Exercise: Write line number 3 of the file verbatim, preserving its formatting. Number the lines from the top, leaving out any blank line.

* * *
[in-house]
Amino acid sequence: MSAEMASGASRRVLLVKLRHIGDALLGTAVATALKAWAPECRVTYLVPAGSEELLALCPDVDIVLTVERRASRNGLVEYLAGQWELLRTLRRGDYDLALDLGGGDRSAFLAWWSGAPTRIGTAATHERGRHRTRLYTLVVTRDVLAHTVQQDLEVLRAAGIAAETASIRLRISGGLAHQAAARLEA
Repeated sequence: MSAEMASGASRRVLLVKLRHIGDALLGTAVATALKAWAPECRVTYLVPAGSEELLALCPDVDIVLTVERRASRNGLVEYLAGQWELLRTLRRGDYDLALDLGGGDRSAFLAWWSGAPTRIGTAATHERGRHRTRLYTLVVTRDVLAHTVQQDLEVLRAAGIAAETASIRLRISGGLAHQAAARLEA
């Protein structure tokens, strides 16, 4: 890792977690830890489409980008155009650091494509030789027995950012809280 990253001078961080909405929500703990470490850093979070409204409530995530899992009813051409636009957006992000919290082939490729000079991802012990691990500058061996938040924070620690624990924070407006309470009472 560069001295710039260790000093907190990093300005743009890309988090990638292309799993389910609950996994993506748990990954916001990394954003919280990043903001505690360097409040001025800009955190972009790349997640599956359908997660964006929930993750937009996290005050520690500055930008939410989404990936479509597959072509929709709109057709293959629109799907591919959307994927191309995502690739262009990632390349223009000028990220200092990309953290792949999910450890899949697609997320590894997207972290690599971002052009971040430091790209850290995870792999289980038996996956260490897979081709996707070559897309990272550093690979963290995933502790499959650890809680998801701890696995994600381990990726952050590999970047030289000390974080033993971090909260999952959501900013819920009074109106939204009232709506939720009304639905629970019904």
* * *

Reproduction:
Repeated sequence: MSAEMASGASRRVLLVKLRHIGDALLGTAVATALKAWAPECRVTYLVPAGSEELLALCPDVDIVLTVERRASRNGLVEYLAGQWELLRTLRRGDYDLALDLGGGDRSAFLAWWSGAPTRIGTAATHERGRHRTRLYTLVVTRDVLAHTVQQDLEVLRAAGIAAETASIRLRISGGLAHQAAARLEA